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When I was born, it was clear to my father that I had to be happy. But happy according to his principles. That is, devoted to a man. As if I were a man's accessory. It wasn't until I took a closer look at my past that I realized this anomaly, which I wasn't the only one to suffer. And that others still endure. But that's the way it was.

It was out of the question for me to become a competition beast, a Nobel Prize winner or an astrophysicist, because my father wanted me to be chained to his vision of a faithful wife, "a purse woman" as it were. To put his plan into action, he enrolled me in the worst school in the neighborhood, where the teachers spoke worse than the students.

I lost faith in humanity surrounded by classmates who enjoyed throwing firecrackers in each other's faces, or stabbing each other in the canteen.

How could a sensitive, sensible, hyper-emotional student like me find herself surrounded by these demons who only expressed themselves through violence and humiliation? No matter how many times I came home every night crying because I'd been bullied by the students, misunderstood by the teachers, my father wouldn't budge one iota, hoping to make me bend.

Bend, why not. Never break. So I spent the whole of my schooling recluse in a corner of the courtyard, hoping that no one would come and talk to me.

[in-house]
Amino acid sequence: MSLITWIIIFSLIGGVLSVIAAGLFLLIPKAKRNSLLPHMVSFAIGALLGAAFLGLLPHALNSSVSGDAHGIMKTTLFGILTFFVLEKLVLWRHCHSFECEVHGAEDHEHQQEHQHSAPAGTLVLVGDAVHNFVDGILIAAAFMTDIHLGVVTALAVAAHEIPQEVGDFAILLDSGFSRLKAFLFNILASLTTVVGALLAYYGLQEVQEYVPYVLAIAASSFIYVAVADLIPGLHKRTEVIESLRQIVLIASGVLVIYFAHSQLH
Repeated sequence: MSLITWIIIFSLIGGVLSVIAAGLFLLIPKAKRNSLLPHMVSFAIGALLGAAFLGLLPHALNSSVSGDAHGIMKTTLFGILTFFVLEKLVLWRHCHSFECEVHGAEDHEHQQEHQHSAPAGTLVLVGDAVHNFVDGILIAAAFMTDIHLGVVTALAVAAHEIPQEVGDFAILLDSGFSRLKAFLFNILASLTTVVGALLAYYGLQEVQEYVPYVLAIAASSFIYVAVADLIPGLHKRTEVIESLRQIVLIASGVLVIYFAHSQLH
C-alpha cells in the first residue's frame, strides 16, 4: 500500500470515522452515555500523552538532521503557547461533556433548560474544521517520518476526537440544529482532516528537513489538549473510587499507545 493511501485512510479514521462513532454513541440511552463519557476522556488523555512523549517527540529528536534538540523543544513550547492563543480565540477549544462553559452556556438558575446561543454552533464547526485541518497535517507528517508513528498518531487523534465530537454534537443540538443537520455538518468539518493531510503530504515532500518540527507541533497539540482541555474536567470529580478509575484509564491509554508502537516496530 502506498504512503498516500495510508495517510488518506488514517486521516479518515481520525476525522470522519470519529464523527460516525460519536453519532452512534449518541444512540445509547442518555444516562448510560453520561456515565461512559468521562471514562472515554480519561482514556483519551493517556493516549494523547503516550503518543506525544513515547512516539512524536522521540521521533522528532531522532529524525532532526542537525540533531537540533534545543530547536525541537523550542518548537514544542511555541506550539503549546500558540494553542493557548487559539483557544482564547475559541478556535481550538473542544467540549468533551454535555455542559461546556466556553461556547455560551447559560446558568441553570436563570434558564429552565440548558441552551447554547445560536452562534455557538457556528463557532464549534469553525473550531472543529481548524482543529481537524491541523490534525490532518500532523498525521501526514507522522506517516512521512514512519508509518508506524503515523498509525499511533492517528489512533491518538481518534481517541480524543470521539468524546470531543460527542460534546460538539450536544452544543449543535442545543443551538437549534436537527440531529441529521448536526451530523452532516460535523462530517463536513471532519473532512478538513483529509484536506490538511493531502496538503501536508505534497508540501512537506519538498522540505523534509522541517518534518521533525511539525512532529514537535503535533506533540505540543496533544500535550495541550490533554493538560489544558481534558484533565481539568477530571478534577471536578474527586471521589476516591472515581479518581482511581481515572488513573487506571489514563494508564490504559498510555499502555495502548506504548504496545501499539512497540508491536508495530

Patricia Blanchet

We'd moved to a place where there wasn't a single library or media centre.
It was out of the question for me to educate myself except in front of Captain Flam or Albator. Candy and anything else too girly were out of the question. Since I was a lonely little thing, I had to toughen up and live up to his expectations.

So he put me in boxing. But not simple English boxing. That would have been too simple. But Tajik boxing.

It had the same rules, but instead of gloves on each hand, you held clubs. The blows were much more violent. And for the first time in his life, my father was right, for I proved to be extremely gifted in this discipline. This didn't change the course of my life, and I always remained apart, friendless and culturally orphaned.
Patricia Blanchet

Until one day I witnessed a miracle.

On my way home from sport, once again victorious over a kid two heads taller than me, I saw him. This beautiful truck strolling through the streets with a little music and the driver's voice announcing its arrival for the first time in our neighborhood. It was a mobile library, and when I realized it, I jumped on it, hoping to find some literature of my own age.
Patricia Blanchet

The poor man had been robbed by all the kids and was left with nothing but old people's thingummies. And as there were no old people in our neighborhood (they all died before the age of 50 due to the presence of too much uranium), all that was left was their reading material.

That's how I was introduced to the works of Marcel Proust at the age of 10.

It was an abrupt but salutary introduction, and I quickly revelled in the introspective, meticulous writing of this writer who enchanted my childhood, tinged with a persistant grey. That's why I wanted to pay tribute to Marcel by expressing my gratitude to him through the creation of a flamboyantly feminine bootie.

If Cédric Grolet is the King of Patisserie, then Patricia is the Queen of Grolles.

Because nothing fit this text better than this ballad: https://www.youtube.com/watch?v=KnUdoUfKpVQ
Patricia Blanchet

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